The Dumerso washing station is located near the town of Yirgacheffe and is run by Hirut Birhanu and Mahder Birhanu.
They have a cupping lab inside the washing station so that the quality of the coffee can be checked before being sold, the coffee is then quality checked again once it reaches the Ethiopian Tea and Coffee Authority (ECTA) prior to shipment. The ECTA was re-formed in 2016 in a move to enhance the productivity and quality of coffee and tea in Ethiopia. All coffee must pass through ECTA before being exported for a quality inspection.
To create a natural coffee, cherry is picked at optimal ripeness and brought to the washing station by surrounding local farmers. The small surrounding farms where the coffee is grown are farming on red clay soil, which is rich in minerals such as aluminium and iron. Tree cover is typically provided by Wanza, Birbirra and Acacia. The cherry is then spread out and sun dried on raised beds to allow air to circulate both above and below the coffee allowing an even drying on the beans. This takes 15 days before the dried cherries are then taken for milling in Yirgacheffe itself.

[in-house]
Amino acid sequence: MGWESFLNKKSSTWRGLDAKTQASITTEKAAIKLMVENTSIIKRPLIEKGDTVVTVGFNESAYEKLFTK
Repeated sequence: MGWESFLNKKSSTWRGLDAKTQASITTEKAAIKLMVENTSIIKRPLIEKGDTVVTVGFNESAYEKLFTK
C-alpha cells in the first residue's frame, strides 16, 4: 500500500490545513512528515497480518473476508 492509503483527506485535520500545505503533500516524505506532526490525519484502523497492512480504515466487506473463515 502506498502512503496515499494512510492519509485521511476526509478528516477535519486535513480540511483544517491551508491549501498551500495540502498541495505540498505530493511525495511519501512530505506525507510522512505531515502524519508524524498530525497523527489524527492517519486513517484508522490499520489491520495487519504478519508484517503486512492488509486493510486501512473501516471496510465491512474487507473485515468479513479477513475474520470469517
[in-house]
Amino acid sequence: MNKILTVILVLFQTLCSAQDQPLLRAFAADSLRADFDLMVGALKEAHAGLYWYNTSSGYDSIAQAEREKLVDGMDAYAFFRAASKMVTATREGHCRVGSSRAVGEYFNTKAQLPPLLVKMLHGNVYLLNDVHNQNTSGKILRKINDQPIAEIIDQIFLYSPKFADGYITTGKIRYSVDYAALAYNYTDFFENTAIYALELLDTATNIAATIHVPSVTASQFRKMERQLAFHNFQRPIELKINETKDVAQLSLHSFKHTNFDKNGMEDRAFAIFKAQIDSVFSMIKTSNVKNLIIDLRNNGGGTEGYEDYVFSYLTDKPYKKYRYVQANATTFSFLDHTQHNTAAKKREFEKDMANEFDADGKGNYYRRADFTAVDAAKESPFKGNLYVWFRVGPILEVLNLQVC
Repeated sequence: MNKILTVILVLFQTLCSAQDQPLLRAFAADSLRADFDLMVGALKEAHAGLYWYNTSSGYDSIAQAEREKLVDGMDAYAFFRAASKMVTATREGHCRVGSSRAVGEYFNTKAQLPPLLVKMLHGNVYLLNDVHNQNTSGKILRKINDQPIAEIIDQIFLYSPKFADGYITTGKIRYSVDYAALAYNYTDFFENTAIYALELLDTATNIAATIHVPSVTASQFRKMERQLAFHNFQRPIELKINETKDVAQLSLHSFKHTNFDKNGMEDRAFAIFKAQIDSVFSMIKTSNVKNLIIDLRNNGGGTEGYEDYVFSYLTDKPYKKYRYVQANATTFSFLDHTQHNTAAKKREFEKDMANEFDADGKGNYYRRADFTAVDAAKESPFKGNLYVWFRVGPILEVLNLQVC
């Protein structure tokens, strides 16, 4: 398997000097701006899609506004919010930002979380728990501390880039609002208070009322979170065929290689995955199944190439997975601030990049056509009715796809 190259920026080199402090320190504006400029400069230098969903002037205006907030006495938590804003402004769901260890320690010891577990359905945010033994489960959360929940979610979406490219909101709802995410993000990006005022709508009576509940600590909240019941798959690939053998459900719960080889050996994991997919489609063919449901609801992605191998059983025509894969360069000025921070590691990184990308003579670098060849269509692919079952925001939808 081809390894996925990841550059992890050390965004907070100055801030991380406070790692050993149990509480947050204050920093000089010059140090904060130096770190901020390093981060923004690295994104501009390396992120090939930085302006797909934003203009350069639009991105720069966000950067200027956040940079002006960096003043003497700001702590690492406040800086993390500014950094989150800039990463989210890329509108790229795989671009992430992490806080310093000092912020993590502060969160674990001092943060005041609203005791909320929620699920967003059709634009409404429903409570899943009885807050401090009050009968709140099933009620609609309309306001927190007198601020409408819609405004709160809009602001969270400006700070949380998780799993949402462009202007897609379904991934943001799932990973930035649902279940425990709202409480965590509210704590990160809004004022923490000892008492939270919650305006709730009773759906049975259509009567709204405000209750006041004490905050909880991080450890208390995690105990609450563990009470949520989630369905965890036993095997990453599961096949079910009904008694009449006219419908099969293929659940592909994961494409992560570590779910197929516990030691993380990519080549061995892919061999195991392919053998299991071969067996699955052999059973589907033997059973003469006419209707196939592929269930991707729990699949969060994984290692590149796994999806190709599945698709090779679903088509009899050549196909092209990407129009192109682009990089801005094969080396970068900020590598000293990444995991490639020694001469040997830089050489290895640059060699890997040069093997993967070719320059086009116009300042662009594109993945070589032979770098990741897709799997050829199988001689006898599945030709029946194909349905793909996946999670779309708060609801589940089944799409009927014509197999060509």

The Heirloom coffee variety is a catch all term which encompasses many varieties of coffee in Ethiopia. Varieties come from broadly two categories – Jimma Agricultural Research Centre (JARC) an Ethiopian research centre concentrating on breeding coffees more resistant to pests (about 40 varieties), and regional landraces which grow wild in Ethiopia (not all are yet documented but thought to be over 10,000).